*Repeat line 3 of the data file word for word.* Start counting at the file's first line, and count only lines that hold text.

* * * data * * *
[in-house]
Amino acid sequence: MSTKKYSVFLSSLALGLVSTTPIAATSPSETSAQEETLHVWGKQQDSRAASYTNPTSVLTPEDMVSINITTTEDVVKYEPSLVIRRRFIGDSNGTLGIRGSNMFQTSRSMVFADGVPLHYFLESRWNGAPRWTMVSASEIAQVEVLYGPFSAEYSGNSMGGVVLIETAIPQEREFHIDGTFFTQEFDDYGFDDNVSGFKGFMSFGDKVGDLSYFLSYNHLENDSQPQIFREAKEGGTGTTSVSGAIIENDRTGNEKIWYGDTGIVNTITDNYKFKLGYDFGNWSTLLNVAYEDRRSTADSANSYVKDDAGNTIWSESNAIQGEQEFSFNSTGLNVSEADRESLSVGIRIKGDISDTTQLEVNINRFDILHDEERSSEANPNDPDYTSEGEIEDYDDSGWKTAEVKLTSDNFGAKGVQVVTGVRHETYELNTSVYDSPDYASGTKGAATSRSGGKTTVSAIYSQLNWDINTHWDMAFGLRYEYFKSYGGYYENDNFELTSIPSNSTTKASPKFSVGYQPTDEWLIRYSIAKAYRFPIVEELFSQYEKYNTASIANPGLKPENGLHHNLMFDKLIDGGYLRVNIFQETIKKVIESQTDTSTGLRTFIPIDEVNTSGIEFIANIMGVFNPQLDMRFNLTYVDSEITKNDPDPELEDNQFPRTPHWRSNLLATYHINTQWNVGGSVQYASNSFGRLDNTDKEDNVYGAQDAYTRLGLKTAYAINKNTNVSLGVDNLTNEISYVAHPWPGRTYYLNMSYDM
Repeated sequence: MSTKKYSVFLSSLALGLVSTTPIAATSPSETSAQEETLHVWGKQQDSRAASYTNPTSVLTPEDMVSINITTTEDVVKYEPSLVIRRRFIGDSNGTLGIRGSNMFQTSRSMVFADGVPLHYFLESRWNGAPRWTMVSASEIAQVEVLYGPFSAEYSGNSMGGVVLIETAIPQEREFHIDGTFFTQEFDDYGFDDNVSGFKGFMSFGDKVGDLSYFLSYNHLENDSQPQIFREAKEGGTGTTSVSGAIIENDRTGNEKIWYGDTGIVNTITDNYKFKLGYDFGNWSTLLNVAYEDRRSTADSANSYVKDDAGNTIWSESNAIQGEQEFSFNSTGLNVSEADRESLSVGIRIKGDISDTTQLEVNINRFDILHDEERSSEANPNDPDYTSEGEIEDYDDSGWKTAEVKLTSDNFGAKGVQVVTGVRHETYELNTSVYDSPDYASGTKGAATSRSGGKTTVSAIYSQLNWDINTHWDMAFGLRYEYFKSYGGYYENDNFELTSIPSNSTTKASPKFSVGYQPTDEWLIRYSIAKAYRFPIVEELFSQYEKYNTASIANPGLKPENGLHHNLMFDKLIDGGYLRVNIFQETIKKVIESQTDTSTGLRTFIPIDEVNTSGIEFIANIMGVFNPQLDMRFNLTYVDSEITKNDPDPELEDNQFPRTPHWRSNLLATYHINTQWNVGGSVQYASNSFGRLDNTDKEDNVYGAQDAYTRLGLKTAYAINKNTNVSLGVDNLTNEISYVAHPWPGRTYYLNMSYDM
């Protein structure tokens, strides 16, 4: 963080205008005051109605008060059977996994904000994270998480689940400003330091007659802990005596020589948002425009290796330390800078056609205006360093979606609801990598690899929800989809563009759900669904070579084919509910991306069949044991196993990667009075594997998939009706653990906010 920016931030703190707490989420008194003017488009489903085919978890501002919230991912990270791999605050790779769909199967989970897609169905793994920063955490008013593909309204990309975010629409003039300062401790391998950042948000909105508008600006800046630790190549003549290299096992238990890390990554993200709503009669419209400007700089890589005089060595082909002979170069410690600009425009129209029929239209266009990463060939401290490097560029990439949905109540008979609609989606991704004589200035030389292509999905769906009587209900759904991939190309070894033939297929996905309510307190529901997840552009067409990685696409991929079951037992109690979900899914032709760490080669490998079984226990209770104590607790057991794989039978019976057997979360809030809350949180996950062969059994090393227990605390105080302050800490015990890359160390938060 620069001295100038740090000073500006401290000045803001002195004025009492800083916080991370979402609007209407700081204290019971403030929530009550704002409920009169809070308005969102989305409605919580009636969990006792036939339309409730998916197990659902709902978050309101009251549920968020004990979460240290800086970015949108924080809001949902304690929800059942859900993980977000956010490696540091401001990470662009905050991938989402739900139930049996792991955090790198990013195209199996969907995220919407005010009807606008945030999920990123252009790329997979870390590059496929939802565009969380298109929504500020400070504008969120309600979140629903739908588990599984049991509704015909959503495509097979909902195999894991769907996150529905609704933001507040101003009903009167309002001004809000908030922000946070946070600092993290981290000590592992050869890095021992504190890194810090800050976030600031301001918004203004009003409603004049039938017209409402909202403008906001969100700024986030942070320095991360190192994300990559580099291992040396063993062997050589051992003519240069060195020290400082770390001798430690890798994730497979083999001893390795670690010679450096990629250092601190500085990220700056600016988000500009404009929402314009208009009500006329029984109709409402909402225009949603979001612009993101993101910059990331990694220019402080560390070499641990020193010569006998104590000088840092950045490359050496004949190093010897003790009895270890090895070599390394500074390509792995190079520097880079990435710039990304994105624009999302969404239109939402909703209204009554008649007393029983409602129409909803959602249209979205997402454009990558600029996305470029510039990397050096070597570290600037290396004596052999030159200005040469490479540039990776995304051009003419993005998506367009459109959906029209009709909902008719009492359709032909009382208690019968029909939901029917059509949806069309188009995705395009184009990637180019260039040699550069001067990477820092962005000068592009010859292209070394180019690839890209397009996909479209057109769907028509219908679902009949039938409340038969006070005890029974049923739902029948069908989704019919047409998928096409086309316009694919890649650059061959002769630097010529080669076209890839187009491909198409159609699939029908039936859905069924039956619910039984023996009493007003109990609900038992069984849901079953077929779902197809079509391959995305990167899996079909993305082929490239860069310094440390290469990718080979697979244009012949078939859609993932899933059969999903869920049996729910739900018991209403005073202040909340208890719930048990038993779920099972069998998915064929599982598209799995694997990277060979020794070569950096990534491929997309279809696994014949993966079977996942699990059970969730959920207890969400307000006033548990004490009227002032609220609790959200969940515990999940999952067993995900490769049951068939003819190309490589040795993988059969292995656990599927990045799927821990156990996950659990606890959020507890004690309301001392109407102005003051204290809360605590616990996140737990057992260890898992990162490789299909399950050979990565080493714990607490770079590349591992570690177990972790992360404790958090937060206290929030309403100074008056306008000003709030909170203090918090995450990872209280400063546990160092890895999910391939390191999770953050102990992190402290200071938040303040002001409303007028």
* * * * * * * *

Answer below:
Repeated sequence: MSTKKYSVFLSSLALGLVSTTPIAATSPSETSAQEETLHVWGKQQDSRAASYTNPTSVLTPEDMVSINITTTEDVVKYEPSLVIRRRFIGDSNGTLGIRGSNMFQTSRSMVFADGVPLHYFLESRWNGAPRWTMVSASEIAQVEVLYGPFSAEYSGNSMGGVVLIETAIPQEREFHIDGTFFTQEFDDYGFDDNVSGFKGFMSFGDKVGDLSYFLSYNHLENDSQPQIFREAKEGGTGTTSVSGAIIENDRTGNEKIWYGDTGIVNTITDNYKFKLGYDFGNWSTLLNVAYEDRRSTADSANSYVKDDAGNTIWSESNAIQGEQEFSFNSTGLNVSEADRESLSVGIRIKGDISDTTQLEVNINRFDILHDEERSSEANPNDPDYTSEGEIEDYDDSGWKTAEVKLTSDNFGAKGVQVVTGVRHETYELNTSVYDSPDYASGTKGAATSRSGGKTTVSAIYSQLNWDINTHWDMAFGLRYEYFKSYGGYYENDNFELTSIPSNSTTKASPKFSVGYQPTDEWLIRYSIAKAYRFPIVEELFSQYEKYNTASIANPGLKPENGLHHNLMFDKLIDGGYLRVNIFQETIKKVIESQTDTSTGLRTFIPIDEVNTSGIEFIANIMGVFNPQLDMRFNLTYVDSEITKNDPDPELEDNQFPRTPHWRSNLLATYHINTQWNVGGSVQYASNSFGRLDNTDKEDNVYGAQDAYTRLGLKTAYAINKNTNVSLGVDNLTNEISYVAHPWPGRTYYLNMSYDM